The Green Liberals want to legalise egg donations. They criticise the way in which current legislation discriminates between sperm and eggs. “The biological father is free to donate his sperm, so it is difficult to see why a separation between the woman who gives her genes and the woman who carries and gives birth to the child is justification enough to prohibit egg donations,” wrote National Councillor Katja Christ in a parliamentary motion. The political movement Operation Libero wants single women and unmarried couples to benefit from reproductive medicine and be able to adopt children too. The law needs to adapt to modern realities, it says. “Marriage should no longer be considered the default.”
“We singles fund everything indirectly without benefiting ourselves.”
co-chair of Pro Single Switzerland
Privileges at the expense of single people
People who are single frequently lose out in Switzerland, says Sylvia Locher, co-chair of Pro Single Switzerland, who believes that society and policymakers make continual concessions to couples and families. “We singles fund everything indirectly without benefiting ourselves.” Undoubtedly, single people are disadvantaged in a number of ways. They pay a higher tax rate compared to married couples. When they die, they are unable to pass on their pension fund assets. Up to 50 per cent of their remaining assets is taxed. “It is high time our situation improved,” says Locher. But she says that few people fight their corner in Berne, unfortunately.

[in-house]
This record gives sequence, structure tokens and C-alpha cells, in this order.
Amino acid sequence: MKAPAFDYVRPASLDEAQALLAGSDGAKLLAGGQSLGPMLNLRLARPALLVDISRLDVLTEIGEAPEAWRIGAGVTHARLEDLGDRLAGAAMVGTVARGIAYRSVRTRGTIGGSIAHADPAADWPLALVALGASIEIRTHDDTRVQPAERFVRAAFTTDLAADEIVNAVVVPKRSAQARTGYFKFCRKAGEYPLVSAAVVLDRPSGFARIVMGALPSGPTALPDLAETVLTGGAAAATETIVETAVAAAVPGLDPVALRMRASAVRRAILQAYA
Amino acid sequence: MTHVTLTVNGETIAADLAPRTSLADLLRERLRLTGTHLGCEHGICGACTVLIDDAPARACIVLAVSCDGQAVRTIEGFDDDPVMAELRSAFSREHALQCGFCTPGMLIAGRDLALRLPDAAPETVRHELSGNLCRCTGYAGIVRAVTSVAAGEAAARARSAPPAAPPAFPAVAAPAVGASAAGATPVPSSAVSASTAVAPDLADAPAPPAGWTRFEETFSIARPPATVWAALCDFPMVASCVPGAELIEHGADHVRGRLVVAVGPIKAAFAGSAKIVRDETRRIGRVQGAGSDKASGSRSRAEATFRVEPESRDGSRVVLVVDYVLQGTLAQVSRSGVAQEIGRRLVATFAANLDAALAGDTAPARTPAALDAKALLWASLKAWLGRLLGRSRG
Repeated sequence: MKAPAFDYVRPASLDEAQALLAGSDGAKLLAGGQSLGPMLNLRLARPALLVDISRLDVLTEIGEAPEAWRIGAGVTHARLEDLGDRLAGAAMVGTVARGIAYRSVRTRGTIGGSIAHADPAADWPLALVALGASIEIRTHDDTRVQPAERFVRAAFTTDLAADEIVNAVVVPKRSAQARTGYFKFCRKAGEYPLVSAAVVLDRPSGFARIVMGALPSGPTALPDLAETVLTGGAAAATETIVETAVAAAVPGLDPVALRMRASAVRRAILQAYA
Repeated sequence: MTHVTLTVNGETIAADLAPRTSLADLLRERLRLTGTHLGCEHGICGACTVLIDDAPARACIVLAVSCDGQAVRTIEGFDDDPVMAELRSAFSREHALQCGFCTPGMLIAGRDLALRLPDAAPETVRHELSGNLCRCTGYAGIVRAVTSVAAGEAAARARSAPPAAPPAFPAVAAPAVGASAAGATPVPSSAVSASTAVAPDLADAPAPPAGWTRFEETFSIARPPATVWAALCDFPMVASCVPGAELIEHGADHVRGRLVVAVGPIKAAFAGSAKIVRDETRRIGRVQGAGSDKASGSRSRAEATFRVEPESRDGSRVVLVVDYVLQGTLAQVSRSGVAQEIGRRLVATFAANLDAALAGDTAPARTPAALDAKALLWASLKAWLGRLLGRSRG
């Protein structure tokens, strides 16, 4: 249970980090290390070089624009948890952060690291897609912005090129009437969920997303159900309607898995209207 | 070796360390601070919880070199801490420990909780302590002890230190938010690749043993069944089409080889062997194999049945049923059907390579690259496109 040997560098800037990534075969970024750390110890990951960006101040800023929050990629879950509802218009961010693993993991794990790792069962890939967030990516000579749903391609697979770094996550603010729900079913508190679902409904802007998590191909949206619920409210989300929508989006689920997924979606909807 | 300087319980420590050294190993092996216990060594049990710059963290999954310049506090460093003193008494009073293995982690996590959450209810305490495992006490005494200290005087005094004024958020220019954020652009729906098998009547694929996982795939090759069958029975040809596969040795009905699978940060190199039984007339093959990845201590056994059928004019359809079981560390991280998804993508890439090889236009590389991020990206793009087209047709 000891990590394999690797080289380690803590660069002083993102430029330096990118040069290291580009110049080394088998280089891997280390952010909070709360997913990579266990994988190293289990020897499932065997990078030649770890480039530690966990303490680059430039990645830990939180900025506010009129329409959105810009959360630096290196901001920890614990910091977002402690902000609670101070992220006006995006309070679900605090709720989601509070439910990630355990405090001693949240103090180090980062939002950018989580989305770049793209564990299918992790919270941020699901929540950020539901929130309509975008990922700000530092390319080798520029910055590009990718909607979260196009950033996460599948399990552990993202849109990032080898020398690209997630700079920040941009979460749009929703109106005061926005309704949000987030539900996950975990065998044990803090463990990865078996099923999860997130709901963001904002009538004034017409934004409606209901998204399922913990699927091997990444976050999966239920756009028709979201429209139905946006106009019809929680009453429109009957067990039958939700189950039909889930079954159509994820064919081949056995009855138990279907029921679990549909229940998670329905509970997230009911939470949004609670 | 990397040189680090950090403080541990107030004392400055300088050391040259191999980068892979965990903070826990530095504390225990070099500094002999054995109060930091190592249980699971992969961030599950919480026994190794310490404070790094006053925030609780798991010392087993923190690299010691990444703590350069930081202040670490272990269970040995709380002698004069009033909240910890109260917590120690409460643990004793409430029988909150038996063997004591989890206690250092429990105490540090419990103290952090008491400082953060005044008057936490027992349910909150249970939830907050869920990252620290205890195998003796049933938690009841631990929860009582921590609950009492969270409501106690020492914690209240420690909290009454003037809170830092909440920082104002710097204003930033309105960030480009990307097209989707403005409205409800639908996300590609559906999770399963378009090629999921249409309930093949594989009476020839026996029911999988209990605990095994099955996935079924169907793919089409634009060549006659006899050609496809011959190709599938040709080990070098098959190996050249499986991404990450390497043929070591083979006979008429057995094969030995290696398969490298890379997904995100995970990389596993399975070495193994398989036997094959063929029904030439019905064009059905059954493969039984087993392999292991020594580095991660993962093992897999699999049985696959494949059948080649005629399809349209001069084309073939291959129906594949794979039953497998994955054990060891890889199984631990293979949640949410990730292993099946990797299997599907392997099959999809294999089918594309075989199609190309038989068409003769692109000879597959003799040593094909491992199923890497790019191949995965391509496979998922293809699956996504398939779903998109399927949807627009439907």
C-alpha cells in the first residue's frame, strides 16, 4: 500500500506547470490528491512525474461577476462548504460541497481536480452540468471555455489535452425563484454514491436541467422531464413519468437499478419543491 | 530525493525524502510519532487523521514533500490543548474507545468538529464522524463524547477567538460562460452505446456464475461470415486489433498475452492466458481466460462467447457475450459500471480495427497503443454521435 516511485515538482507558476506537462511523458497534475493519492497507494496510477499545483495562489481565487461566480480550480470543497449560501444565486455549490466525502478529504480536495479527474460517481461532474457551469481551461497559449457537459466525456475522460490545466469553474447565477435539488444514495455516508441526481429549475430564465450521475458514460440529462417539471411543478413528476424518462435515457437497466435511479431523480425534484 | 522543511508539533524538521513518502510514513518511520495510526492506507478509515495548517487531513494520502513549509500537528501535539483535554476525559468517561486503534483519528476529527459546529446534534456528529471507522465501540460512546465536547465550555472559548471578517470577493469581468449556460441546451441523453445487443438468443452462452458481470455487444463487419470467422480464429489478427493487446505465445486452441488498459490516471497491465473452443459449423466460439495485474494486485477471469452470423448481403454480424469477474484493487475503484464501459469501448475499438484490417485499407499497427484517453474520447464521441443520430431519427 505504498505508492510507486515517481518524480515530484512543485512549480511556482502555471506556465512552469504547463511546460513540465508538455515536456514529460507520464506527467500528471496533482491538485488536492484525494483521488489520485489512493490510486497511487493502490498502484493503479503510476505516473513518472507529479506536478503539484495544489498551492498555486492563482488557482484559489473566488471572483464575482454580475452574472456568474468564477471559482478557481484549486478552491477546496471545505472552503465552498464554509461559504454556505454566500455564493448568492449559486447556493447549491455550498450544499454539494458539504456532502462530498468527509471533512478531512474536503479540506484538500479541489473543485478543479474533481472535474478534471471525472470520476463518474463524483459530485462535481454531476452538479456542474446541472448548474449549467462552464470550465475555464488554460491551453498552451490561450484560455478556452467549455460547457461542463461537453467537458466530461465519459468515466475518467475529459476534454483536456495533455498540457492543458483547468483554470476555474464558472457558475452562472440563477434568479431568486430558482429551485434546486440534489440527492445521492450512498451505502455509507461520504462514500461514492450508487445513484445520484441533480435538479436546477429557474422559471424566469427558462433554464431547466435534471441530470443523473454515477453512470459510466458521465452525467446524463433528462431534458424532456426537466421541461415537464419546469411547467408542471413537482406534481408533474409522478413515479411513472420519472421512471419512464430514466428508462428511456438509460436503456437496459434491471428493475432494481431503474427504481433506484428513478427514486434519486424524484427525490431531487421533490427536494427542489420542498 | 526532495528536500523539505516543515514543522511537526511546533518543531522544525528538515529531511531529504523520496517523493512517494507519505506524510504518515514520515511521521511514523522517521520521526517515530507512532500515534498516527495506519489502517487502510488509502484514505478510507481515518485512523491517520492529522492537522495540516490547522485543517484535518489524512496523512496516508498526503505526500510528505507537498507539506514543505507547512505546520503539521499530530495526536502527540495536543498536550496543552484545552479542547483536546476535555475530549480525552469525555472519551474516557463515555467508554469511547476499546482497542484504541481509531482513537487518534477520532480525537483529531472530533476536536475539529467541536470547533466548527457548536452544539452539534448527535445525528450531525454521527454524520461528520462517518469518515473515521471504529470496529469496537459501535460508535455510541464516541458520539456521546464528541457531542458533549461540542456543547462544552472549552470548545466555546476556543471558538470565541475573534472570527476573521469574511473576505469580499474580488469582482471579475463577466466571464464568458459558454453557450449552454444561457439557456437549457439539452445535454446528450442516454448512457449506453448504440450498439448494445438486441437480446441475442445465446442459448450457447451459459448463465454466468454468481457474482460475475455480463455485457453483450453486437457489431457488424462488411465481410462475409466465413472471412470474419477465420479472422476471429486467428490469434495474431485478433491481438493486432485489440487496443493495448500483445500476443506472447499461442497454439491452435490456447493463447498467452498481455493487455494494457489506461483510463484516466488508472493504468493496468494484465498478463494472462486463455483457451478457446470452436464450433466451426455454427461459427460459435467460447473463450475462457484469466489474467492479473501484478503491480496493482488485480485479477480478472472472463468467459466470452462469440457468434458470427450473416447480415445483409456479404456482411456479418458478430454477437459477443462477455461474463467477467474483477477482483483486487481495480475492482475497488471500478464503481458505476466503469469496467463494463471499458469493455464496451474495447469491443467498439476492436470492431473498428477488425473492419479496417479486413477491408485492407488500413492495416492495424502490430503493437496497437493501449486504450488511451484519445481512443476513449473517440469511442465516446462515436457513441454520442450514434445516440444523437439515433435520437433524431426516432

Andrea Caroni shares this view. Families get most of the attention, says the FDP member of the Council of States. “They, the middle classes and the SMEs are the holy cows of Swiss politics.” Policymakers regularly keep track of how families and couples are faring. But singles are a blind spot. Caroni wants this to change. He is also campaigning for the rights of cohabiting partners and suggests that Switzerland should have the same “civil solidarity pact” that France introduced to give legal status to both heterosexual and same-sex couples. “This would be an easy way for couples to enter into a contractual form of civil union without getting married.”
Tax for married couples
The so-called fiscal marriage penalty is another bone of contention. Under current law, married couples are taxed jointly. This puts dual earners at a disadvantage. Due to progressive taxation, lower-income couples often struggle to make ends meet. A popular initiative is now calling for couples to be taxed individually, regardless of marital status. How sexual minorities are treated is another matter. Transgender and non-binary people are demanding better protection from discrimination. Parliament has already decided that citizens should be able to change their official gender relatively easily in the future. It will soon address the issue of whether to introduce a third gender.
The electorate emphatically rejected the Young Socialists’ “99 per cent initiative” on 26 September, with 65 per cent voting against an increase in capital income tax. All the cantons said no. The “Fifth Switzerland” also rejected the initiative, but only narrowly (51 per cent).